Papers shed light on relocation of Cherokees, boost genealogy
CHATTANOOGA (AP) — Jamie Russell reverently runs his finger down page after photocopied page, looking at names, seeking special ones.
He can’t stop smiling. Like everyone who looks at the words from the long-forgotten and nearly 200-year-old papers — documents that show how Cherokee Indians lived while stockaded in Chattanooga just before the infamous Trail of Tears — he understands the value these pages hold for finding family and local history.
“Some of these names — families — are still prominent in the Cherokee society today,” says Russell, who is Cherokee. “This is a very valuable thing to have here.”
Recorded by Albert S. Lenoir, a federal Indian commissioner during the Cherokee and Creek removal from 1836 to 1838, the papers list names such as Songshell, Raincrow, Calvin Wolf, Ave Vann and Chugualookee. They show that, over time in the encampment at New Echota, a Cherokee capital just north of Calhoun, Ga., Songshell and others had changing numbers of people in their family unit — usually decreasing numbers. And they show that the rations — corn, beef, bacon and salt — also were varied but most often were sparse.
The papers, technically known as Army ration papers, were donated to the Chattanooga-Hamilton County Public Library in the 1940s by the Zeboim Cartter Patten family, descendants of the soldier who recorded the ration distributions at New Echota. Lenoir, the recorder, was the grandfather of Zeboim Cartter Patten’s wife.
Only in recent months, after a visit from Cherokee expert Dr. Duane King, did anyone realize what the ration books represent for Chattanooga, the beginning point of the Trail of Tears. About 4,000 Cherokees died on the forced march of about 15,000 Cherokees from their homes in Georgia to reservations in Oklahoma.
King said the papers gives historians another way to look at the removal.
“The most important thing is they put names with the numbers, in that we can now know about how many Cherokees were forced to remove, and we (can) know when they were removed and how they were removed,” King said.
The papers also provide information on the first regional home areas of Cherokees east of the Mississippi, something not really available before, he said.
“The value of these documents will continue to increase over time, simply because of their age. And as our understanding of them begins to increase, their importance will be even more appreciated,” King said.
The books were cataloged and stored among boxes of other Patten papers, said Mary Helms, head of the library’s local history and genealogy department.
“Dr. King said these papers are priceless,” she said. “He handled them with gloves and helped us understand their importance.”
Now the photocopied pages are available for perusal in the local history section of the library, Helms said. The originals are in safekeeping.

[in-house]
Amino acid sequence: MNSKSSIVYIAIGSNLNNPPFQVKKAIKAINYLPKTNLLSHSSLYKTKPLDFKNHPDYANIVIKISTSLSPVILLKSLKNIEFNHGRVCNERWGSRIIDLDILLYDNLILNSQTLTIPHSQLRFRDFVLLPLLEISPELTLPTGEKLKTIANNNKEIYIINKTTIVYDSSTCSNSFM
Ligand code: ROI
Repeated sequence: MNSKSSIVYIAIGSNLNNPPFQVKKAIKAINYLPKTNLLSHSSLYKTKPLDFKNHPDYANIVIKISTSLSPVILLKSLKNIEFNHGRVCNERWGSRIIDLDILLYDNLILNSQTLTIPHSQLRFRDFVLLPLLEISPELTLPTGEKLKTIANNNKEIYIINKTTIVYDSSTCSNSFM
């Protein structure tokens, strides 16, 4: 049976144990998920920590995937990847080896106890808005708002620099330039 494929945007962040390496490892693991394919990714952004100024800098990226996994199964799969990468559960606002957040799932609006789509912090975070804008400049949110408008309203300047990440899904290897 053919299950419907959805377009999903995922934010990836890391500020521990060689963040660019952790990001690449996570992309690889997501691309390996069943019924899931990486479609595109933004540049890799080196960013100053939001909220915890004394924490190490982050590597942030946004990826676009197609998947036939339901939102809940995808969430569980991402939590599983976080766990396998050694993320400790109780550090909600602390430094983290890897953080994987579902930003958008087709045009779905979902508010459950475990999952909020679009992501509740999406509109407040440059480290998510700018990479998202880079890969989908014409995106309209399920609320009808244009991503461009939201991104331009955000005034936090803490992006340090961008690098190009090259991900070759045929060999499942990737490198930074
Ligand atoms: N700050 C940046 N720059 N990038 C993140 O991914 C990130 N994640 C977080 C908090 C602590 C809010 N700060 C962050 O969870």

Soon archivists hope to be able to index the pages, she said.
American Indian villages and farms were rich and plentiful along the rivers and streams of the Tennessee Valley when the Spanish explorer Hernando DeSoto came here in 1540.
But by the time the American Revolution ended in 1783, many Cherokees had assimilated into normal European settler life, intermarrying and carrying on ordinary pioneer lives.
However, President Andrew Jackson, an Indian fighter in the early 1800s, wanted them gone. Under the Indian Removal Act of 1830, he ordered the removal of Cherokees from the eastern half of the country.
Cherokee families who did not head on their own to reservations in Oklahoma were rounded up and moved to stockaded encampments at several locations in the tri-state region around Chattanooga. Groups gathered in these encampments to begin the trip that would become known as the Trail of Tears.
The Patten ration papers include lists from several of those encampments, including New Echota.
One missionary journal account of the time chronicles a rain-soaked night at the Brainerd Mission (near the present-day Eastgate Town Center) when Army officers camped with a group of 200 rounded-up Cherokees and allowed some to take shelter inside by the fire.
“ … Their little lips, blue and trembling with cold, seemed yet (to) form a smile of gratitude for this kind reception. … We wept and wept again, and still wept at the thought of that affecting scene,” wrote the Rev. Daniel S. Butrick on May 31, 1838.
Russell, a student of Butrick’s journal, said the ration papers add another page to Cherokee history and another way for people to learn their own stories.
“Traditional Cherokees believe if you have one drop of Cherokee blood, you’re a Cherokee,” he said. “I’m always running into people who say their great-great-grandmother or great-great-grandfather was Cherokee, but they get to a point where they can’t trace it back. Well, one thing about these (papers), if people have a name, they could come in here and try to trace it.”
Published in The Messenger 5.21.08